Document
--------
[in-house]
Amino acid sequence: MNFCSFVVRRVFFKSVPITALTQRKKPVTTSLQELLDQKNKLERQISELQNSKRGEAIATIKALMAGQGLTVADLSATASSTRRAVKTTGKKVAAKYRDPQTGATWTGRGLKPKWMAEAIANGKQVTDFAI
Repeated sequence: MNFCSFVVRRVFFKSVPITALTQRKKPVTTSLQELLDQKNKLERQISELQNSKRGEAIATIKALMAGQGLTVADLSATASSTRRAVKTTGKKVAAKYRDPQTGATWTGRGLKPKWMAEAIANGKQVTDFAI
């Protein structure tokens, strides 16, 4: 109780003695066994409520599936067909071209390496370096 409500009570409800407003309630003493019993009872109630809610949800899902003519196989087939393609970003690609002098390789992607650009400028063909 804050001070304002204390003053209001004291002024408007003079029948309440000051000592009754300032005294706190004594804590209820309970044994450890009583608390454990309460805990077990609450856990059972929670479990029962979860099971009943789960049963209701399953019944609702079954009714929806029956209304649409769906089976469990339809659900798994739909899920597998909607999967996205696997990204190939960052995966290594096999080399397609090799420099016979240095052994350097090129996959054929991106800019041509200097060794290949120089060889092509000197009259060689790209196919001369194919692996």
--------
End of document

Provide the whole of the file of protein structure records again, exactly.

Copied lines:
[in-house]
Amino acid sequence: MNFCSFVVRRVFFKSVPITALTQRKKPVTTSLQELLDQKNKLERQISELQNSKRGEAIATIKALMAGQGLTVADLSATASSTRRAVKTTGKKVAAKYRDPQTGATWTGRGLKPKWMAEAIANGKQVTDFAI
Repeated sequence: MNFCSFVVRRVFFKSVPITALTQRKKPVTTSLQELLDQKNKLERQISELQNSKRGEAIATIKALMAGQGLTVADLSATASSTRRAVKTTGKKVAAKYRDPQTGATWTGRGLKPKWMAEAIANGKQVTDFAI
């Protein structure tokens, strides 16, 4: 109780003695066994409520599936067909071209390496370096 409500009570409800407003309630003493019993009872109630809610949800899902003519196989087939393609970003690609002098390789992607650009400028063909 804050001070304002204390003053209001004291002024408007003079029948309440000051000592009754300032005294706190004594804590209820309970044994450890009583608390454990309460805990077990609450856990059972929670479990029962979860099971009943789960049963209701399953019944609702079954009714929806029956209304649409769906089976469990339809659900798994739909899920597998909607999967996205696997990204190939960052995966290594096999080399397609090799420099016979240095052994350097090129996959054929991106800019041509200097060794290949120089060889092509000197009259060689790209196919001369194919692996």